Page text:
Plaintiffs Respond to Texas’ Attempt to Stall Foster Care Reforms: ‘It is time to … fix what has long been broken’

(Houston, TX) – Texas filed a notice of appeal as well as a motion to stay in response to Senior U.S. District Judge Janis Graham Jack’s ruling that declared the state must make targeted changes to its foster care system. In turn, Paul Yetter, lead trial lawyer for the plaintiffs in M.D. v. Perry, issued the following statement:

“When a federal court finds that a foster care system has been hurting the very kids that it is supposed to protect, it is time to stop stalling and fix what has long been broken. We will vigorously oppose Texas’ latest efforts to defend a system that allows thousands of our children to suffer abuse, neglect and instability.”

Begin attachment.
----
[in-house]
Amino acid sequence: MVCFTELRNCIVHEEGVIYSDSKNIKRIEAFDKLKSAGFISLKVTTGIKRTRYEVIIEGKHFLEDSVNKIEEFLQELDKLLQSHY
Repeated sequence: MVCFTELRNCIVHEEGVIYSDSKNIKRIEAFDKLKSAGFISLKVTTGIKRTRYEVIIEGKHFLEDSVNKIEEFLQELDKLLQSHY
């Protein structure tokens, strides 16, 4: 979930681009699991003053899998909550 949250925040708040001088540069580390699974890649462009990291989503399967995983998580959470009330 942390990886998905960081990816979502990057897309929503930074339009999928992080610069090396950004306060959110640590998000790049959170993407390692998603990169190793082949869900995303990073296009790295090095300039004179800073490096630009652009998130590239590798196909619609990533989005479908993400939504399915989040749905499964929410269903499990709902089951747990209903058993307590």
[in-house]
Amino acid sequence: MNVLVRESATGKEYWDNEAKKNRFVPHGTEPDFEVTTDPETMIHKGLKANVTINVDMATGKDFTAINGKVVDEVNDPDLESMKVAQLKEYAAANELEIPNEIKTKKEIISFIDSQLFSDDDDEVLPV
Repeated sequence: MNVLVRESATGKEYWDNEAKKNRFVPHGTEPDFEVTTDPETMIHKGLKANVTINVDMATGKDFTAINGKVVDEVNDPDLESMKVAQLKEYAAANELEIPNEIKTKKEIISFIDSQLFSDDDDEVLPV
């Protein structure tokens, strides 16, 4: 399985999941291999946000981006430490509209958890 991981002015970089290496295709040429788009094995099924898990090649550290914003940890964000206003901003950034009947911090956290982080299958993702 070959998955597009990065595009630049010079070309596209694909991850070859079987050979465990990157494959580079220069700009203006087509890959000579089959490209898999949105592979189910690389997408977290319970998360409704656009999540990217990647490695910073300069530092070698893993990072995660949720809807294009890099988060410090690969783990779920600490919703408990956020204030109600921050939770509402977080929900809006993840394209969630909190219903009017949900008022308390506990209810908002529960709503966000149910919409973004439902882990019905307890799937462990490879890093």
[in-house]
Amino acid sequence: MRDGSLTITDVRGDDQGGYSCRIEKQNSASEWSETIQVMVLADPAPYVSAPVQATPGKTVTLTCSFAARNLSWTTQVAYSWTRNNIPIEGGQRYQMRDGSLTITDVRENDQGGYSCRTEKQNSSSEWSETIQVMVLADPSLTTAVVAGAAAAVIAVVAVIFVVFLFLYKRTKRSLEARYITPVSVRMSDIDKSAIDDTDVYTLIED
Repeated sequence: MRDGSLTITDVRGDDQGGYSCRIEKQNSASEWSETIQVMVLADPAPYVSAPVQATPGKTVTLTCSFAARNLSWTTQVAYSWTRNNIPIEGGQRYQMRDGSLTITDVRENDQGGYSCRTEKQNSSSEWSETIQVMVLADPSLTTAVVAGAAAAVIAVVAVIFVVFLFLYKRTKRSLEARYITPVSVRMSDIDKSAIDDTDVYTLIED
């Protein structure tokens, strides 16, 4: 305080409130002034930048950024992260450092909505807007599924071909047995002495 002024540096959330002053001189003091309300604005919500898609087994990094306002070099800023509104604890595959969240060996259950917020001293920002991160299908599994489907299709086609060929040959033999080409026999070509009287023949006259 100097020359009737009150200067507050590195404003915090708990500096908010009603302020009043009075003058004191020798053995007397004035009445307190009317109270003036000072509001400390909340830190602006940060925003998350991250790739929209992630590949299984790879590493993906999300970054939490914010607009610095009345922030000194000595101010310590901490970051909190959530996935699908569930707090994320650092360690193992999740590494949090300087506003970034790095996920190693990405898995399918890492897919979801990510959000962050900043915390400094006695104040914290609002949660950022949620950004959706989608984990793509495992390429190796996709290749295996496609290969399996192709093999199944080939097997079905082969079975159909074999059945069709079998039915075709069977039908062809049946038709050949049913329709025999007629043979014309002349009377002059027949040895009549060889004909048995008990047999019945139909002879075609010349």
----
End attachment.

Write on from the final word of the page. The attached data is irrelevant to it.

Children’s Rights and Texas co-counsel Haynes and Boone, LLP and Yetter Coleman LLP brought M.D. v. Perry in 2011 on behalf of 12,000 children in permanent foster care, or permanent managing conservatorship (PMC). Following a two-week trial in December 2014, Judge Jack ruled on December 17, 2015 in favor of plaintiff children, noting the state put kids at risk because of high caseloads, dangerous foster group homes, inadequate investigations into abuse and neglect reports and a lack of placement options. The decision allowed 30 days for the court to hold a hearing to select an “independent Special Master,” and stated that within 180 days of selecting the “Special Master,” that person would present an “Implementation Plan to reform Texas’s foster care system.”